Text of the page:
LONDON (Reuters) - Glencore (GLEN.L) looks set to cement its position as the world’s second-largest oil trader as it tries to offset low volatility and tight margins with record volumes this year, its global head of oil, Alex Beard, told Reuters.
The London-listed commodities trader and miner will shift around 6 million barrels per day (bpd) of crude and refined product this year, up 25 percent from last year.
The figure represents around 6 percent of global supply and only rival Vitol trades more oil, at some 7 million bpd. Most merchants are being forced to ramp up volumes to protect profits in an environment of low volatility.
“We don’t set targets in terms of volumes,” Beard told the annual Reuters Global Commodities Summit.
“Our ultimate objective is to make more money and if you can do that with smaller margins and bigger volumes or smaller volumes and bigger margins - we are indifferent to that.”
Beard said trading conditions had become difficult this year due to low oil price volatility and a reversal in the oil price curve, which has stopped encouraging oil storage after backdated prices flipped from a premium to a discount to prompt prices.
“Margins are tight ... whenever the market moves from contango to backwardation, that’s a slightly distorting effect,” Beard said.
“It’s a mixed bag in 2017 ... 2018 looks good for demand growth. In terms of structure, rather than a flat structure, we would like to see a stronger backwardation.”
Backwardation describes a market condition in which it is more attractive to sell oil immediately rather than storing it for later sale. It is seen as an indicator of a tight market, as opposed to the condition known as contango, in which it is more profitable to store oil for sale in the future.
The market has been in a backwardated structure since early September after being in relatively persistent contango since 2014.
Beard said he expected oil prices to remain rangebound near their current levels, as OPEC producers curtail output to reduce the global oil glut while recovering oil prices encourage new production from the United States.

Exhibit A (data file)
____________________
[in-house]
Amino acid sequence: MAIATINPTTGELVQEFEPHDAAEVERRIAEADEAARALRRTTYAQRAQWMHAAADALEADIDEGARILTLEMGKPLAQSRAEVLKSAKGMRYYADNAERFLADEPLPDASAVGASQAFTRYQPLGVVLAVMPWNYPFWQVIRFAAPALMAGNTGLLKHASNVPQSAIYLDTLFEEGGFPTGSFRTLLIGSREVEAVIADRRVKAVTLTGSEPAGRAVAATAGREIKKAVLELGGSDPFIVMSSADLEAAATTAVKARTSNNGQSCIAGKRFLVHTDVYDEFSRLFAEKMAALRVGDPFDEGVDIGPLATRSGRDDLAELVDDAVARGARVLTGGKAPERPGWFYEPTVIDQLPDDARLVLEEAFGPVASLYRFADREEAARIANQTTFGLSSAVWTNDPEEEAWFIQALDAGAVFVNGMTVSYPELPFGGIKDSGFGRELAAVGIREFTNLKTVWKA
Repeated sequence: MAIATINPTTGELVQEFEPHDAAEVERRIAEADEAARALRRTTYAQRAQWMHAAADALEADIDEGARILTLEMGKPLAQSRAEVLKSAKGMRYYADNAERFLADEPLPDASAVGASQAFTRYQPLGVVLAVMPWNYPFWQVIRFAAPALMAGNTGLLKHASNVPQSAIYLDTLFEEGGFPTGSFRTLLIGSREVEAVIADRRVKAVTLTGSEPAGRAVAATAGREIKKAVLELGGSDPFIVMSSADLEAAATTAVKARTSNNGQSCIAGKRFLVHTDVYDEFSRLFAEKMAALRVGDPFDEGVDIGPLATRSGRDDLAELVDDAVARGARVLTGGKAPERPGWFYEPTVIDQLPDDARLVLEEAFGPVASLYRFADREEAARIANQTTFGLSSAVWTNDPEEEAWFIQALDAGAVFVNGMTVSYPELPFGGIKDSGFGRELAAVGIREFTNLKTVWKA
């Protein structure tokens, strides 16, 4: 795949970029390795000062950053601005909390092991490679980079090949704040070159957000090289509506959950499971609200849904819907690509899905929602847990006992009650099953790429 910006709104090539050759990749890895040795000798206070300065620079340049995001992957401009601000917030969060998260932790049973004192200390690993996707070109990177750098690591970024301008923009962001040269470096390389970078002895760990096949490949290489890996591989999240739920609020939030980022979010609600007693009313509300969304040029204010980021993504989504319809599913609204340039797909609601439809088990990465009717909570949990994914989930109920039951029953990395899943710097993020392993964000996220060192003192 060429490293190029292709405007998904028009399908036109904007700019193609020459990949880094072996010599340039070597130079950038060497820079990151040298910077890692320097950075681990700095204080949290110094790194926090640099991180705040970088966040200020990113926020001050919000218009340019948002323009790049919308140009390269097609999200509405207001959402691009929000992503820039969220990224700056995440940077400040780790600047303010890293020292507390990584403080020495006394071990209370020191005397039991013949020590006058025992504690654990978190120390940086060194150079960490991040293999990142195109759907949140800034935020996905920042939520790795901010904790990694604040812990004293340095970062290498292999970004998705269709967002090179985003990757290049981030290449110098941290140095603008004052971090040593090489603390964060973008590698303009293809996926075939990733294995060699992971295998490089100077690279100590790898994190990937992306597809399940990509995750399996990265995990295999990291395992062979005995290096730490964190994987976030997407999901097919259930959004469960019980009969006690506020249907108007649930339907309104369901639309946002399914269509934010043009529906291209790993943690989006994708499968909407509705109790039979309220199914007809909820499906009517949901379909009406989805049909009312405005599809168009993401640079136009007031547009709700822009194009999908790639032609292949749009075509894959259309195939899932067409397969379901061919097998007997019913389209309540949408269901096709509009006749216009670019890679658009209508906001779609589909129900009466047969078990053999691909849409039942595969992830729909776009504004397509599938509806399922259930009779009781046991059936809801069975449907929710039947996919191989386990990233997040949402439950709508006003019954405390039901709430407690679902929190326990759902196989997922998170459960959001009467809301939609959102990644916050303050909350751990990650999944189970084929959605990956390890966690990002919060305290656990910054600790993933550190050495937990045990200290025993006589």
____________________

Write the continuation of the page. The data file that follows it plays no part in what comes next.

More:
“It is an extremely complex equation and towards the end of this year we will trend towards $60 a barrel,” Beard said.
Beard said trading houses such as Glencore would still see plenty of growth opportunities even if oil demand flattened in coming years. Those opportunities would come in high-growth markets and thanks to constantly changing global oil flows.
In oil, Glencore mainly focuses on trading and upstream but last week it acquired a major refining asset when it outbid China’s Sinopec to buy Chevron’s South African and Botswana businesses for just under $1 billion.
The deal gave Glencore control of a major refinery in Cape Town, retail stations and access to a key storage hub in South Africa’s Saldanha Bay.
“We look at those assets as attractive for synergy with our mining assets down there but also to trade around, to supply the refinery and to have a refined products position in southern Africa,” Beard said.
In South Africa, Glencore mines coal, vanadium, platinum and chrome. It also has smelting and warehousing interests.
“In terms of synergy, we will be supplying our mines with fuel, diesel and lubricants to run machinery.”
Beard said Glencore could bring in a partner in the South African project to share the cost burden on top of the existing local shareholders that hold the remaining 25 percent.
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Additional reporting by Amanda Cooper; Editing by Dale Hudson and David Evans